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I have looked at the other similar questions on here, but I can't seem to understand whether power is still an issue for unequal sample sizes with the homogeneity of variance being met.

Yuen (1974) and Zimmerman (1987) seem to suggest that it's only an issue when the larger sample has the smaller variance. Is this correct? Or do I have a reduced power despite having equal variances?

I'm currently responding to reviewers and it would be good to understand this a bit better and have a reference to support my point.

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This can be addressed using a simulation on your particular dataset, e.g. subsample the larger set. Just for illustrative purposes, if you take two random sets of data, then extend one of the vectors by making it repeat itself, say, 10 times, you may get different results. Test for equality of variances still shows no significant differences, but the value of the test statistic and p-value have changed (in my trial run from p = 0.148 to p = 0.047, enough to make a 'difference'). More generally, power will change as a function of sample size (see good discussion here).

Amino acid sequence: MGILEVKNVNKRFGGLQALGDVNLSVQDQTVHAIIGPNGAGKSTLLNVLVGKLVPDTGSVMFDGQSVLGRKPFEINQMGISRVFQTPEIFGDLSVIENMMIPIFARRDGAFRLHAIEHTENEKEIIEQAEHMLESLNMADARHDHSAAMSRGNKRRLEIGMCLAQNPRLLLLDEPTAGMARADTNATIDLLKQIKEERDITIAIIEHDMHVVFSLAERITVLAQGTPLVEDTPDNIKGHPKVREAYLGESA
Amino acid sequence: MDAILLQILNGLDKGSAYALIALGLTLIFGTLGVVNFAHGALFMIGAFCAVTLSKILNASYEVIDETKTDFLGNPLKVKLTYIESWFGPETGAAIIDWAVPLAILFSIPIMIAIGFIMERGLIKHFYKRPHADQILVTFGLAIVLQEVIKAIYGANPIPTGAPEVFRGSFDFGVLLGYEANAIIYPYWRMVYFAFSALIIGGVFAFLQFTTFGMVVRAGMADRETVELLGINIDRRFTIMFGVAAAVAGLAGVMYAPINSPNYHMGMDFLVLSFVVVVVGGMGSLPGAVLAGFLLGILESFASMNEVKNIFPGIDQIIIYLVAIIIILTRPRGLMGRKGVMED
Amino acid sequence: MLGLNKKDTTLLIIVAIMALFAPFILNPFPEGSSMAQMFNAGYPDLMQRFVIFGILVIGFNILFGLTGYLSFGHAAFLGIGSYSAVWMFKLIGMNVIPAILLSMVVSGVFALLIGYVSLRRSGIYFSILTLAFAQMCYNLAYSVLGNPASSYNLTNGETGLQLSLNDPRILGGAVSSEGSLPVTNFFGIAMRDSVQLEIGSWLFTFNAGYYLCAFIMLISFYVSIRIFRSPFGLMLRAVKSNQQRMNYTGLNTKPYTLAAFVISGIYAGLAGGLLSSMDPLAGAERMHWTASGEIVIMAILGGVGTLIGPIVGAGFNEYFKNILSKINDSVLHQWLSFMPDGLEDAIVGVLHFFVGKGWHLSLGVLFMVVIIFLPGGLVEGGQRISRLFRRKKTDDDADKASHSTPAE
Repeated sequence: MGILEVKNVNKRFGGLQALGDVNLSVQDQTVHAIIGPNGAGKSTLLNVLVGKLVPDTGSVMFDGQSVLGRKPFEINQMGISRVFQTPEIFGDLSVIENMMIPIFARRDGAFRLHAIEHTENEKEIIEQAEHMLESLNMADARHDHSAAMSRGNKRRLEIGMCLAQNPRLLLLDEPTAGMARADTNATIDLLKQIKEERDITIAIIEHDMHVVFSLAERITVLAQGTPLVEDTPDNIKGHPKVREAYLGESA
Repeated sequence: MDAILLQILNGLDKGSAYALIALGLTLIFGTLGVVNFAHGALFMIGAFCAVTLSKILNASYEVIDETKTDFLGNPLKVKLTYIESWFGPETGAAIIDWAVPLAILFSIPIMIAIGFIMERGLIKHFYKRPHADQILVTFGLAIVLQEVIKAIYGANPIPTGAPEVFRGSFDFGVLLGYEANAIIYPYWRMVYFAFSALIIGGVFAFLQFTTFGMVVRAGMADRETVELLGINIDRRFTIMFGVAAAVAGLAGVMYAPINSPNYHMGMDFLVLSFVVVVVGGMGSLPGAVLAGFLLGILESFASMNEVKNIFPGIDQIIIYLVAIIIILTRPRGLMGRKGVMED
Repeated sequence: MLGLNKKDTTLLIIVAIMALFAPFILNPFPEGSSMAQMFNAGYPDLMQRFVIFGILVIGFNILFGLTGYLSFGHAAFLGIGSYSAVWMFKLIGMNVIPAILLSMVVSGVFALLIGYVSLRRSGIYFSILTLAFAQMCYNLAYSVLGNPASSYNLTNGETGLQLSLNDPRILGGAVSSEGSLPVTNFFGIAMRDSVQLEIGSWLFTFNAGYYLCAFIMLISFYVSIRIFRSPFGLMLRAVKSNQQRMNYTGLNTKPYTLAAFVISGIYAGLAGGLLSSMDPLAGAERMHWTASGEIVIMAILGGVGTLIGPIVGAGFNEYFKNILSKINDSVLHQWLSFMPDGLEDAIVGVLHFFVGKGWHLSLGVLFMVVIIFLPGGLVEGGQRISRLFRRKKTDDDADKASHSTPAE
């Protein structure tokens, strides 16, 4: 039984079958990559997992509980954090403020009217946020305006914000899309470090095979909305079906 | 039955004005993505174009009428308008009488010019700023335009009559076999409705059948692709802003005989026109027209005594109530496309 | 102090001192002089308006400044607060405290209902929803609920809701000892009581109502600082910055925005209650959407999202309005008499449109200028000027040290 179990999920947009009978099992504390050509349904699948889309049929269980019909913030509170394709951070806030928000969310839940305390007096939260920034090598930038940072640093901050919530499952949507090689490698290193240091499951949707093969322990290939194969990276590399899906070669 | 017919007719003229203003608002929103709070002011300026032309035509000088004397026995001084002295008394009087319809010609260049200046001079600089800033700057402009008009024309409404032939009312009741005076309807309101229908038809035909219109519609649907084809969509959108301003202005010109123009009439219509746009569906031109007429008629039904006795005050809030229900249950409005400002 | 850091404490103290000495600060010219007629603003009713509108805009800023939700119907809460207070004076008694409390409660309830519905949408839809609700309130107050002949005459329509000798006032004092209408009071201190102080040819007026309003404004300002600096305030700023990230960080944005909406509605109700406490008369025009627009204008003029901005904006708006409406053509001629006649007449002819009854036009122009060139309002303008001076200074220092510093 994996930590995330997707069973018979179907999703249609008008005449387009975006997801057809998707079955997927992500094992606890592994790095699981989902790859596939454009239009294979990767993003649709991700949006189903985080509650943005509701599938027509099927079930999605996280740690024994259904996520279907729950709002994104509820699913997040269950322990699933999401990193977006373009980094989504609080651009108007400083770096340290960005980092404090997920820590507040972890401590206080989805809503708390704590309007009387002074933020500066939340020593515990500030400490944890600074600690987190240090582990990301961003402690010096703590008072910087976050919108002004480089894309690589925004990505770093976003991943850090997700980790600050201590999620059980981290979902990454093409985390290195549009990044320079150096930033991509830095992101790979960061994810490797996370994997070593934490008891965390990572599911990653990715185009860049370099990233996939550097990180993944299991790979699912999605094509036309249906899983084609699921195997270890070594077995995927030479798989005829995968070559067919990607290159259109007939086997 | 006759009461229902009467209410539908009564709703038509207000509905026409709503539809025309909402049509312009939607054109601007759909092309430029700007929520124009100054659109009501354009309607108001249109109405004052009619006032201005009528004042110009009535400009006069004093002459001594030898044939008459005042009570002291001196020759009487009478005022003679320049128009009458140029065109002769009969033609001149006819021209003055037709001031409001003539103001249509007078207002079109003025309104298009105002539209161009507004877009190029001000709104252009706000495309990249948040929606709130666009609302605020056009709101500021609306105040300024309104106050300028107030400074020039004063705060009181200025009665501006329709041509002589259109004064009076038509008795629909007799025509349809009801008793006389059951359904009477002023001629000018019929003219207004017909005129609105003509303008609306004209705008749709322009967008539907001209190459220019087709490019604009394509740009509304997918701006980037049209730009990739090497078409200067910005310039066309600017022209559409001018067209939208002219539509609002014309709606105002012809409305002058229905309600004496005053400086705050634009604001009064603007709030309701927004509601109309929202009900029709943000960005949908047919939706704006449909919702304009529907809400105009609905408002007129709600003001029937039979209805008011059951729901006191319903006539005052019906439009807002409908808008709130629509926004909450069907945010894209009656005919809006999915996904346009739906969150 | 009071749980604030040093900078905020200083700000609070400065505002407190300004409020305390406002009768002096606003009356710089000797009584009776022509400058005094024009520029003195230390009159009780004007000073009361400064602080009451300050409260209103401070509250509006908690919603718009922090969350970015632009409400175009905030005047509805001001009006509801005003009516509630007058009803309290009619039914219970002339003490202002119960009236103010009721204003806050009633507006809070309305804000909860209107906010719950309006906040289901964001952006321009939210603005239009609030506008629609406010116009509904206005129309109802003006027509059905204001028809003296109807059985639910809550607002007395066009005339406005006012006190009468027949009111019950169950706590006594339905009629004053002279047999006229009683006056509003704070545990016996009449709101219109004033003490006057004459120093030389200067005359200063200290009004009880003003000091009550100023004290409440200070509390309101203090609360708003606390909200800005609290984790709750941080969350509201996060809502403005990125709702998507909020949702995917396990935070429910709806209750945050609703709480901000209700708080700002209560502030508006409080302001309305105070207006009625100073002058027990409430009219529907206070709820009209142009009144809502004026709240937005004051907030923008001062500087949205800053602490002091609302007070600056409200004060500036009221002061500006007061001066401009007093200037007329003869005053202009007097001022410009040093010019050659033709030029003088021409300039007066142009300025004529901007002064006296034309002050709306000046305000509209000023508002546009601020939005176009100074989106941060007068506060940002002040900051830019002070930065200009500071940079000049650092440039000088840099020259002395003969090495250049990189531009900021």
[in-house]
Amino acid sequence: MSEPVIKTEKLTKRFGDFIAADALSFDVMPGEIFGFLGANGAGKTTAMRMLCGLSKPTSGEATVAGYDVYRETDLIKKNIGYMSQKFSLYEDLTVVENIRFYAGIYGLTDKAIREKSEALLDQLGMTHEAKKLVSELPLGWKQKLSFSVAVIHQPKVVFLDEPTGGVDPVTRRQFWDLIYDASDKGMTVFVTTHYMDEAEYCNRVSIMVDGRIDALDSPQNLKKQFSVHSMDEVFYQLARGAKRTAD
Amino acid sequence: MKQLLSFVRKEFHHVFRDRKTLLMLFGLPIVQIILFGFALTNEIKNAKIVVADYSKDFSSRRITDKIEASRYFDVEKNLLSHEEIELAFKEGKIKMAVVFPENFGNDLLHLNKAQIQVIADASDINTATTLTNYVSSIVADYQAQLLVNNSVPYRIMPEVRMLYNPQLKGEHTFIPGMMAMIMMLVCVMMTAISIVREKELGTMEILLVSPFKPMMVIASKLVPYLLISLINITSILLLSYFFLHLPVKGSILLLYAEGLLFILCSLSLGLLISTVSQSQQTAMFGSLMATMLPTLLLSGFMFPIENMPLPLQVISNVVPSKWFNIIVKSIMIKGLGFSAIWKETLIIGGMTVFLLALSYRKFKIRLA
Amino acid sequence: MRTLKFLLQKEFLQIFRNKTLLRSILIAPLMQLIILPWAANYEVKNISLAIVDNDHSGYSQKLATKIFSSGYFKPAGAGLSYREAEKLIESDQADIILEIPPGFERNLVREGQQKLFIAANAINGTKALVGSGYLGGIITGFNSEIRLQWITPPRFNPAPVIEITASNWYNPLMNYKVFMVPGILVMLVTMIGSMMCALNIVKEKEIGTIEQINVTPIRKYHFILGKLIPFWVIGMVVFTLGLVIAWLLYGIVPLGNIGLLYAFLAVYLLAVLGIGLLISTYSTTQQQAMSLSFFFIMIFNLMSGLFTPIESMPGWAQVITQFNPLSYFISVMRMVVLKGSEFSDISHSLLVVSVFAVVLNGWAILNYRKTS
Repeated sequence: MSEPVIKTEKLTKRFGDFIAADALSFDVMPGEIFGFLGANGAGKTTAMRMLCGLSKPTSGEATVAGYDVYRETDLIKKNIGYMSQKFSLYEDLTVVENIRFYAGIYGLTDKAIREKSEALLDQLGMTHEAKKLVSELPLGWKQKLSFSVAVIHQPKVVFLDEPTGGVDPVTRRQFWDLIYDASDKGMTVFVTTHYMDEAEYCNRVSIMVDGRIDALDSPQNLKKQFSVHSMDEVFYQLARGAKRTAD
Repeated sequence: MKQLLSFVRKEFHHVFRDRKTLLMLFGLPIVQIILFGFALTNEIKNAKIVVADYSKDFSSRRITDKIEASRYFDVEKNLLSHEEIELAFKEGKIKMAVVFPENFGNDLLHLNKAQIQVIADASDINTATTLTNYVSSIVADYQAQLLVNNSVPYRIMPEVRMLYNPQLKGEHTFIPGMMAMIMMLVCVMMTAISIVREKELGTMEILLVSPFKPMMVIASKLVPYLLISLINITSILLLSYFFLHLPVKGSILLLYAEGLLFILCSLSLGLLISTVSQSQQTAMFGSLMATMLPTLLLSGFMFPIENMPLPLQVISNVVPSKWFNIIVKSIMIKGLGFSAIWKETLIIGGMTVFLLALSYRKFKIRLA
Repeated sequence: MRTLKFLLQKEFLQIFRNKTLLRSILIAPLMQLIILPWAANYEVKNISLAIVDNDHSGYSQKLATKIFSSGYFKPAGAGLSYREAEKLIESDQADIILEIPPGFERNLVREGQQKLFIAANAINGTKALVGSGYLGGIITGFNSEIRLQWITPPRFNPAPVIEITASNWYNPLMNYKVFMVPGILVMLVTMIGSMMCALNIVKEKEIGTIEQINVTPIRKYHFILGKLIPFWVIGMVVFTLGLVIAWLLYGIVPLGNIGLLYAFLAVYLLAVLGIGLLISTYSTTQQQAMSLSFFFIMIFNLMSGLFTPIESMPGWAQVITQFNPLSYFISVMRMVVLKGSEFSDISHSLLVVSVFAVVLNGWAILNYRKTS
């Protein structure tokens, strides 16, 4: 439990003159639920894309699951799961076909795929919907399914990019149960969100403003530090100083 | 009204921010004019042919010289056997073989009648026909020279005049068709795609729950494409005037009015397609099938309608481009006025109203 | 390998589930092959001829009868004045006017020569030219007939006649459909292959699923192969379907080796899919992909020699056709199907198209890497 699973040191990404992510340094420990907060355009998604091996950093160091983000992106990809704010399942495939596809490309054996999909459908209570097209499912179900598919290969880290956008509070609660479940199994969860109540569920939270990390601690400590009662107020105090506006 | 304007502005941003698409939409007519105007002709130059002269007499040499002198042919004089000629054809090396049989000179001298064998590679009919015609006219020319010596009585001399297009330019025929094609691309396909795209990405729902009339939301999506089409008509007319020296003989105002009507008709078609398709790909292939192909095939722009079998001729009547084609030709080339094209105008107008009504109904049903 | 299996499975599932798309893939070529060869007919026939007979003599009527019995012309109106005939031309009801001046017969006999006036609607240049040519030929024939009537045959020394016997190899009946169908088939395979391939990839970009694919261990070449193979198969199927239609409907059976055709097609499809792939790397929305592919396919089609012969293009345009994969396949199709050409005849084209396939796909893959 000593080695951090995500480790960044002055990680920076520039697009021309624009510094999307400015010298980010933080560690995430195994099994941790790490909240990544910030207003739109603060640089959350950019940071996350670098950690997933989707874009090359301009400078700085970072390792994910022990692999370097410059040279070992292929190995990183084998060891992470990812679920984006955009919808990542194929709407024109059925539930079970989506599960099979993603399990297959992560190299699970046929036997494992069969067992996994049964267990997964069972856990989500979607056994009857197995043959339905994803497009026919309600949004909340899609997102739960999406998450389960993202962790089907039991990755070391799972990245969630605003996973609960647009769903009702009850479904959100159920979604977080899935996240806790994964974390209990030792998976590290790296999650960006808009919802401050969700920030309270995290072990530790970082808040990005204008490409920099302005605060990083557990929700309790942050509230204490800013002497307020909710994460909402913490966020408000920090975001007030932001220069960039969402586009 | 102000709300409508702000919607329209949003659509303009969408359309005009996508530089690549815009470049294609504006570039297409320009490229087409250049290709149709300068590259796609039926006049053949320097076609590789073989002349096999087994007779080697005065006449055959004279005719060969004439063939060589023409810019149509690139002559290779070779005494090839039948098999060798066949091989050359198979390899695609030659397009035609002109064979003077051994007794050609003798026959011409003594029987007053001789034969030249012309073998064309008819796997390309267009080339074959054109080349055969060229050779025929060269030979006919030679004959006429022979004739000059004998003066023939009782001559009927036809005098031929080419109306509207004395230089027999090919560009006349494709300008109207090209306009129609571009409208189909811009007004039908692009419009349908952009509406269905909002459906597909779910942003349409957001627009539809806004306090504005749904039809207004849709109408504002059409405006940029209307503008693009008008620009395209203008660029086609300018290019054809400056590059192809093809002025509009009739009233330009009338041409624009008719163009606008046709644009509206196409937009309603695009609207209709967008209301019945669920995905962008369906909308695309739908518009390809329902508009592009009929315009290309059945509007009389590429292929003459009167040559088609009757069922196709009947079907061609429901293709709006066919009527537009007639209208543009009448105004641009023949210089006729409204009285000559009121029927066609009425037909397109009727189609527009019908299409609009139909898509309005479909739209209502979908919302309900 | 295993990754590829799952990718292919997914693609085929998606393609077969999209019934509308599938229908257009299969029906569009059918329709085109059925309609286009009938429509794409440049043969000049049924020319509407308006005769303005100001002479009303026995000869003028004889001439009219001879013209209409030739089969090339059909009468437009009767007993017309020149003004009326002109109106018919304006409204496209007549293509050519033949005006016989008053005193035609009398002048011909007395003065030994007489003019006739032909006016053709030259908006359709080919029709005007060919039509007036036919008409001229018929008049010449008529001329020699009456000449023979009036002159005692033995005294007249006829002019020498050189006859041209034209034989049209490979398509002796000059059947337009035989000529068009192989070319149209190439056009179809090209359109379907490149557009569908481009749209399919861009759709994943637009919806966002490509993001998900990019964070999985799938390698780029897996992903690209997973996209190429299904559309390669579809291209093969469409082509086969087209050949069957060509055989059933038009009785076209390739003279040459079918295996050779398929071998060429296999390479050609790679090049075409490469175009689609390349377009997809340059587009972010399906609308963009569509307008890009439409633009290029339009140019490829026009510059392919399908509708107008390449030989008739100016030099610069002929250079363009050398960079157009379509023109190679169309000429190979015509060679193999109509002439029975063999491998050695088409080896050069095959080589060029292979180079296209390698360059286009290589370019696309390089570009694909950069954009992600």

But since you have real data, you can simply show whether or not your n was sufficient using unequal n power analyses (in R pwr.t2n.test in the pwr package), that would be the most convincing response to reviewer concerns.

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  • $\begingroup$ Thank you that's really helpful. I use G power and the post hoc analysis says I had very little power (.11) which was the same when I entered that the group sizes were equal (based on the same total n). The effect size is .08 so very small. I don't see how saying unequal sample sizes and low power can explain this non-significant finding when the effect size is so small. Would it be more beneficial to use my sample size in a calculation with the expected effect size? It seems obvious that my power would be low if the effect size is so small. $\endgroup$ – zvjt034 Aug 12 '15 at 9:58
  • $\begingroup$ power is a function of both the effect size and sample size, so a small difference not detected with a smaller n can be detected with larger sample; this relationship is not linear, as illustrated in the example linked above. The reviewer's concern is likely related to overall low power/n, not unequal n? $\endgroup$ – katya Aug 12 '15 at 16:44
  • $\begingroup$ The reviewer was specifically concerned with unequal samples in a t test. They didn't mention power, but I can think of no other reason the t test would be affected by unequal sample sizes. Most of what I've found online says the t test is fairly robust against unequal sample sizes. Thanks for your help. $\endgroup$ – zvjt034 Aug 13 '15 at 10:31

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